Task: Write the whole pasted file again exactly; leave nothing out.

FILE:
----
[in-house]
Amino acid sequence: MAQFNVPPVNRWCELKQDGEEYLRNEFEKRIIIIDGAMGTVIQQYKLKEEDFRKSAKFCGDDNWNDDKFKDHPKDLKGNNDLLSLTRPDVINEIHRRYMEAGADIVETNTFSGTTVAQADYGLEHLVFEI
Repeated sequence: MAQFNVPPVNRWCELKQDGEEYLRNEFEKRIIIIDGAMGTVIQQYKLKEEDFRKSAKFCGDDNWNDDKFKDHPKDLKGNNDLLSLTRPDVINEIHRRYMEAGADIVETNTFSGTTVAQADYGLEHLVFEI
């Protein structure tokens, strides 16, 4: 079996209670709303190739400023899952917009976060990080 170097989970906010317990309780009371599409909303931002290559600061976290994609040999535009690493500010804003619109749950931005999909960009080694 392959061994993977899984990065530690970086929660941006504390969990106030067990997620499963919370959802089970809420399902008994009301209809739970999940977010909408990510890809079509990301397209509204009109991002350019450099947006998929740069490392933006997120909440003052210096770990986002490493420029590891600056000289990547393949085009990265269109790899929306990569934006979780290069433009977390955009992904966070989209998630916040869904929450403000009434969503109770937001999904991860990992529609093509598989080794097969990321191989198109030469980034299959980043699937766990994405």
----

[in-house]
Amino acid sequence: MAQFNVPPVNRWCELKQDGEEYLRNEFEKRIIIIDGAMGTVIQQYKLKEEDFRKSAKFCGDDNWNDDKFKDHPKDLKGNNDLLSLTRPDVINEIHRRYMEAGADIVETNTFSGTTVAQADYGLEHLVFEI
Repeated sequence: MAQFNVPPVNRWCELKQDGEEYLRNEFEKRIIIIDGAMGTVIQQYKLKEEDFRKSAKFCGDDNWNDDKFKDHPKDLKGNNDLLSLTRPDVINEIHRRYMEAGADIVETNTFSGTTVAQADYGLEHLVFEI
């Protein structure tokens, strides 16, 4: 079996209670709303190739400023899952917009976060990080 170097989970906010317990309780009371599409909303931002290559600061976290994609040999535009690493500010804003619109749950931005999909960009080694 392959061994993977899984990065530690970086929660941006504390969990106030067990997620499963919370959802089970809420399902008994009301209809739970999940977010909408990510890809079509990301397209509204009109991002350019450099947006998929740069490392933006997120909440003052210096770990986002490493420029590891600056000289990547393949085009990265269109790899929306990569934006979780290069433009977390955009992904966070989209998630916040869904929450403000009434969503109770937001999904991860990992529609093509598989080794097969990321191989198109030469980034299959980043699937766990994405």